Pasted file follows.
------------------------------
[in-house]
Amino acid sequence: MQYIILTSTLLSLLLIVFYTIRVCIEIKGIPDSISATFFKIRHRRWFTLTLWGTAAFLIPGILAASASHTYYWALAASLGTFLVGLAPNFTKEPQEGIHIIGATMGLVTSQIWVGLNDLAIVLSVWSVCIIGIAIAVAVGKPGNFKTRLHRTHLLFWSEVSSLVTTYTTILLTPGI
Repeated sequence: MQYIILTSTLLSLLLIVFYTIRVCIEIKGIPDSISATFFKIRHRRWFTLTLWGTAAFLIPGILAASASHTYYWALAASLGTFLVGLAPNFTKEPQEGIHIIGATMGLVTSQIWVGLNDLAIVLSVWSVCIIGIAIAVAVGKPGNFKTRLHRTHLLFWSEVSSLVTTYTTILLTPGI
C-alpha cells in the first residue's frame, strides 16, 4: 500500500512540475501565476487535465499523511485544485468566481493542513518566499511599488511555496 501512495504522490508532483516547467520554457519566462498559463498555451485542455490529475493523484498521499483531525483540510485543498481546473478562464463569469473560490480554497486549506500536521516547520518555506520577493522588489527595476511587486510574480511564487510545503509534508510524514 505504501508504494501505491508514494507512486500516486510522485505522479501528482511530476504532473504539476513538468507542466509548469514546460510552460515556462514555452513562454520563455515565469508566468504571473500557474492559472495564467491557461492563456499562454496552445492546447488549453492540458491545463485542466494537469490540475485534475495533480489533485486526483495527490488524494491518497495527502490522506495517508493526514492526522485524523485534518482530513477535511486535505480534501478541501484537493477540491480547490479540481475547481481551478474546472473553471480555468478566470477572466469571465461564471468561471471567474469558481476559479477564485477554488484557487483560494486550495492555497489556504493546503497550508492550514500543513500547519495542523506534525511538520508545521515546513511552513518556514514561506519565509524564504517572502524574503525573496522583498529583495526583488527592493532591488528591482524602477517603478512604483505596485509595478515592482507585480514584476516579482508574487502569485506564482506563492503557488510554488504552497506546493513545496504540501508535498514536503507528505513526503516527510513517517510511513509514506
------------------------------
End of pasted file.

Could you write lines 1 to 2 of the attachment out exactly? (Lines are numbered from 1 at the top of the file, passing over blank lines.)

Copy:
[in-house]
Amino acid sequence: MQYIILTSTLLSLLLIVFYTIRVCIEIKGIPDSISATFFKIRHRRWFTLTLWGTAAFLIPGILAASASHTYYWALAASLGTFLVGLAPNFTKEPQEGIHIIGATMGLVTSQIWVGLNDLAIVLSVWSVCIIGIAIAVAVGKPGNFKTRLHRTHLLFWSEVSSLVTTYTTILLTPGI